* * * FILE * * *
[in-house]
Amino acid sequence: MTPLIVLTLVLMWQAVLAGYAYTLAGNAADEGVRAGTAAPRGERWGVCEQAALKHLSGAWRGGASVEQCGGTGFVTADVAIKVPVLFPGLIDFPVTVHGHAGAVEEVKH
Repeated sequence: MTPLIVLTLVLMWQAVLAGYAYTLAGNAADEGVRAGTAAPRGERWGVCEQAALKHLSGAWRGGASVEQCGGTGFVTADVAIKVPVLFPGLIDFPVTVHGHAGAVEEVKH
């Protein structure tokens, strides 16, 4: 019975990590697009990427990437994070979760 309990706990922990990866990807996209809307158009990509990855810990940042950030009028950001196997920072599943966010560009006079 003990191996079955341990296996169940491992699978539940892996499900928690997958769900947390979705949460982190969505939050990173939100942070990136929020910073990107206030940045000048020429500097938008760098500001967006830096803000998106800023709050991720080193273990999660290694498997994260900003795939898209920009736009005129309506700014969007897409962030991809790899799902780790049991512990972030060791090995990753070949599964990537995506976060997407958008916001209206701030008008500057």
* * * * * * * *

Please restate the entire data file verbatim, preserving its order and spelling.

[in-house]
Amino acid sequence: MTPLIVLTLVLMWQAVLAGYAYTLAGNAADEGVRAGTAAPRGERWGVCEQAALKHLSGAWRGGASVEQCGGTGFVTADVAIKVPVLFPGLIDFPVTVHGHAGAVEEVKH
Repeated sequence: MTPLIVLTLVLMWQAVLAGYAYTLAGNAADEGVRAGTAAPRGERWGVCEQAALKHLSGAWRGGASVEQCGGTGFVTADVAIKVPVLFPGLIDFPVTVHGHAGAVEEVKH
């Protein structure tokens, strides 16, 4: 019975990590697009990427990437994070979760 309990706990922990990866990807996209809307158009990509990855810990940042950030009028950001196997920072599943966010560009006079 003990191996079955341990296996169940491992699978539940892996499900928690997958769900947390979705949460982190969505939050990173939100942070990136929020910073990107206030940045000048020429500097938008760098500001967006830096803000998106800023709050991720080193273990999660290694498997994260900003795939898209920009736009005129309506700014969007897409962030991809790899799902780790049991512990972030060791090995990753070949599964990537995506976060997407958008916001209206701030008008500057």